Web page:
They said it: “It would be unbelievable to go to the Devils. My brother clearly wants me to be there. It would be super cool to play with him and I’d love that. But at the same time, there’s 32 great teams out there and I’d be happy to go to any one of those teams.” — Hughes.
Dylan Guenther (Edmonton, WHL) right wing, 6-foot-1, 175 pounds.
NHL Central Scouting ranking: No. 5 North American skater
Last season: Had 12 goals and 24 points in 12 games for Edmonton, while adding three goals and five points in four games on loan to AJHL Sherwood Park. Also scored four goals and seven points in seven games for Canada’s world junior championship-winning team.
Central Scouting Report: “He is lightning fast on plays. He possesses an NHL shot, making him a true finisher and legitimate threat who can score with a variety of shots.”
Compared to: Mikko Rantanen, Colorado.
Could go: Anywhere between 6th (Detroit) and 12th (Chicago)
They said it: “Yeah, it’s tough. I was sitting at home for a long period of time where other countries and other players were able to play and kind of continue to get better through a normal season.” — Guenther, on playing abbreviated WHL season. “I had to find ways to continue to get better and work on my game.”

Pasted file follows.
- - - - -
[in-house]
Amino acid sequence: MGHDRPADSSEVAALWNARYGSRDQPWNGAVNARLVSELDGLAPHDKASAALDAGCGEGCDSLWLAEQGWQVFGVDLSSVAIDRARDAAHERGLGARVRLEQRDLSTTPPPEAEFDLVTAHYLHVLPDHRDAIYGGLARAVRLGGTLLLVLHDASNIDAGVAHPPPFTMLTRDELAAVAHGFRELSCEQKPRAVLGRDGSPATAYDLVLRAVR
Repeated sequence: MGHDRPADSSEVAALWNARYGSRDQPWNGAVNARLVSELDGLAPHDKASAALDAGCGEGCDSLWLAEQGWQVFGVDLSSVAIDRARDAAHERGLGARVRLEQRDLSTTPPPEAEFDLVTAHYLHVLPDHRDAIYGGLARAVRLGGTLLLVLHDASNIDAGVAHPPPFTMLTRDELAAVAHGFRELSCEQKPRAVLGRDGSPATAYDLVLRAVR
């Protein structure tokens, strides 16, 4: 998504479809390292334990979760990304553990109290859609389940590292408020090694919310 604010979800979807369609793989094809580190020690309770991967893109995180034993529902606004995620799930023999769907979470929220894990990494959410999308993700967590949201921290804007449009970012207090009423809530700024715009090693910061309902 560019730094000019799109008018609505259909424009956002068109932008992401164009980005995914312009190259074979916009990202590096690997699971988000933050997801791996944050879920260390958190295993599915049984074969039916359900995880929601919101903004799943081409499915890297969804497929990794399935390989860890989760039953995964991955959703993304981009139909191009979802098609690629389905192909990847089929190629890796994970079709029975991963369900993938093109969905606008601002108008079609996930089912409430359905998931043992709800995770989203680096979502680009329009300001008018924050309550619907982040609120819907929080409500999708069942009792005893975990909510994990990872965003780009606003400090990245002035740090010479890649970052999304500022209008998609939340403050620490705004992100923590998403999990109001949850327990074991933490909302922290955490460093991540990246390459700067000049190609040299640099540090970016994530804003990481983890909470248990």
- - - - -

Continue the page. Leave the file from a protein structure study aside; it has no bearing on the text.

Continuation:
William Eklund (Djurgarden, Sweden) left wing, 5-foot-10, 176 pounds.
NHL Central Scouting ranking: No. 1 International skater
Last season: Finished tied for second on Djurgarden with 23 points (11 goals, 12 assists) in 40 games to earn Swedish Hockey League rookie and junior hockey player of the year honors, while overcoming an appendectomy and testing positive for COVID-19.
Central Scouting Report: “A scoring threat on every shift, he plays bigger than his size and plays to win.”
Compared to: Mitch Marner, Toronto.
Could go: Anywhere between No. 2 (Seattle) to No. 5 (Columbus). His father Christian Eklund spent a majority of his pro career with Djurgarden.
They said it: “I know I’m not going to be the tallest player on the team, and I see that the game of hockey has changed so much over the past years that those smaller, skilled players can be really effective in the NHL, too.” — Eklund, on his size. “Those are role models for us smaller players.”
Simon Edvinsson (Frolunda Jr., Sweden) defense, 6-foot-4, 198 pounds.
NHL Central Scouting ranking: No. 2 International skater
Last season: Had an assist in 10 games with SHL Frolunda, while adding a goal and six points in 14 games for Frolunda Jr. Had a goal and four points in seven games in helping Sweden win bronze at world junior championships.
Central Scouting Report: “A big, physically strong two-way defenseman that plays with confidence and is a leader on the ice. Moves the puck quickly.”
Compared to: Victor Hedman, Tampa Bay.
Could go: Can go anywhere from No. 6 (Detroit) to No. 13 (Calgary).
They said it: “I feel like the team and me didn’t play as good as we can.” — Edvinsson, on the world junior championship team and the adjustment to playing on smaller ice surface in Edmonton. “But when we start to play, like in the playoff, we really find each other and use the rink to our game system so it went better at the playoff.”